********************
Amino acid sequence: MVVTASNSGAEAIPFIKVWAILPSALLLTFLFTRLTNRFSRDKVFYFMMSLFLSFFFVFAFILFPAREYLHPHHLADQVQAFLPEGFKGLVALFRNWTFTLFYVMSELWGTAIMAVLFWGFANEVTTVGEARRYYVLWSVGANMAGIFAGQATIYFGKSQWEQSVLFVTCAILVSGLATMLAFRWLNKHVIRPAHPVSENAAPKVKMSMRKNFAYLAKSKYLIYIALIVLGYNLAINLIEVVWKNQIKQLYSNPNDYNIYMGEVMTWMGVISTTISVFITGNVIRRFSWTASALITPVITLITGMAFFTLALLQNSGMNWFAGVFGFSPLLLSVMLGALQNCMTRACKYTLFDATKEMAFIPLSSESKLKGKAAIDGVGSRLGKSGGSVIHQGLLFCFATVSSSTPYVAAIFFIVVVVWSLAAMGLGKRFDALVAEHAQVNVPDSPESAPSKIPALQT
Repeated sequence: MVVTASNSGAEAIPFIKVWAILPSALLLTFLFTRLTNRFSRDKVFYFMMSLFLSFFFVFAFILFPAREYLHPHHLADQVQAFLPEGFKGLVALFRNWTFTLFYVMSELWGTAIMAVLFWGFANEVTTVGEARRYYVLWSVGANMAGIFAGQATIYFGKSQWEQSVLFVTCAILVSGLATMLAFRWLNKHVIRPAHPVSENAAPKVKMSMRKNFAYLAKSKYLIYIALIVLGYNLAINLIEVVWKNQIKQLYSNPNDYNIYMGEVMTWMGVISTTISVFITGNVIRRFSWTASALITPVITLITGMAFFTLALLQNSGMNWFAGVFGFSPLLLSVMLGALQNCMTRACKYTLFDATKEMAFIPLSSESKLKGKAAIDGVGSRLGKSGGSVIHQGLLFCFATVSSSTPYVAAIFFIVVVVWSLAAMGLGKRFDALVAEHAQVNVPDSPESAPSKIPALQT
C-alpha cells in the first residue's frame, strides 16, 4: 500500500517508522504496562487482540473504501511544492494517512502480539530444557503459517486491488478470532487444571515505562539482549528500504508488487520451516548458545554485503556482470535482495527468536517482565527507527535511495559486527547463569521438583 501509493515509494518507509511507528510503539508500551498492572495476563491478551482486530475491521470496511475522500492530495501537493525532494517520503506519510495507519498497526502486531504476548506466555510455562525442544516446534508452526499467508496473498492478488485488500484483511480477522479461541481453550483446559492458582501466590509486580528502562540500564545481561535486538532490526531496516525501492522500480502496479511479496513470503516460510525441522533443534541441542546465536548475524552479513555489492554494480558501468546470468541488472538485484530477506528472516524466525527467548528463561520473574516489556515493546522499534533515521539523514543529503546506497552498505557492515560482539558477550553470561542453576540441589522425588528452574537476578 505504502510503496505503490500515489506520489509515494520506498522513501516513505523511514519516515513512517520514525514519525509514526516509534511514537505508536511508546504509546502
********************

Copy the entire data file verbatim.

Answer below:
Amino acid sequence: MVVTASNSGAEAIPFIKVWAILPSALLLTFLFTRLTNRFSRDKVFYFMMSLFLSFFFVFAFILFPAREYLHPHHLADQVQAFLPEGFKGLVALFRNWTFTLFYVMSELWGTAIMAVLFWGFANEVTTVGEARRYYVLWSVGANMAGIFAGQATIYFGKSQWEQSVLFVTCAILVSGLATMLAFRWLNKHVIRPAHPVSENAAPKVKMSMRKNFAYLAKSKYLIYIALIVLGYNLAINLIEVVWKNQIKQLYSNPNDYNIYMGEVMTWMGVISTTISVFITGNVIRRFSWTASALITPVITLITGMAFFTLALLQNSGMNWFAGVFGFSPLLLSVMLGALQNCMTRACKYTLFDATKEMAFIPLSSESKLKGKAAIDGVGSRLGKSGGSVIHQGLLFCFATVSSSTPYVAAIFFIVVVVWSLAAMGLGKRFDALVAEHAQVNVPDSPESAPSKIPALQT
Repeated sequence: MVVTASNSGAEAIPFIKVWAILPSALLLTFLFTRLTNRFSRDKVFYFMMSLFLSFFFVFAFILFPAREYLHPHHLADQVQAFLPEGFKGLVALFRNWTFTLFYVMSELWGTAIMAVLFWGFANEVTTVGEARRYYVLWSVGANMAGIFAGQATIYFGKSQWEQSVLFVTCAILVSGLATMLAFRWLNKHVIRPAHPVSENAAPKVKMSMRKNFAYLAKSKYLIYIALIVLGYNLAINLIEVVWKNQIKQLYSNPNDYNIYMGEVMTWMGVISTTISVFITGNVIRRFSWTASALITPVITLITGMAFFTLALLQNSGMNWFAGVFGFSPLLLSVMLGALQNCMTRACKYTLFDATKEMAFIPLSSESKLKGKAAIDGVGSRLGKSGGSVIHQGLLFCFATVSSSTPYVAAIFFIVVVVWSLAAMGLGKRFDALVAEHAQVNVPDSPESAPSKIPALQT
C-alpha cells in the first residue's frame, strides 16, 4: 500500500517508522504496562487482540473504501511544492494517512502480539530444557503459517486491488478470532487444571515505562539482549528500504508488487520451516548458545554485503556482470535482495527468536517482565527507527535511495559486527547463569521438583 501509493515509494518507509511507528510503539508500551498492572495476563491478551482486530475491521470496511475522500492530495501537493525532494517520503506519510495507519498497526502486531504476548506466555510455562525442544516446534508452526499467508496473498492478488485488500484483511480477522479461541481453550483446559492458582501466590509486580528502562540500564545481561535486538532490526531496516525501492522500480502496479511479496513470503516460510525441522533443534541441542546465536548475524552479513555489492554494480558501468546470468541488472538485484530477506528472516524466525527467548528463561520473574516489556515493546522499534533515521539523514543529503546506497552498505557492515560482539558477550553470561542453576540441589522425588528452574537476578 505504502510503496505503490500515489506520489509515494520506498522513501516513505523511514519516515513512517520514525514519525509514526516509534511514537505508536511508546504509546502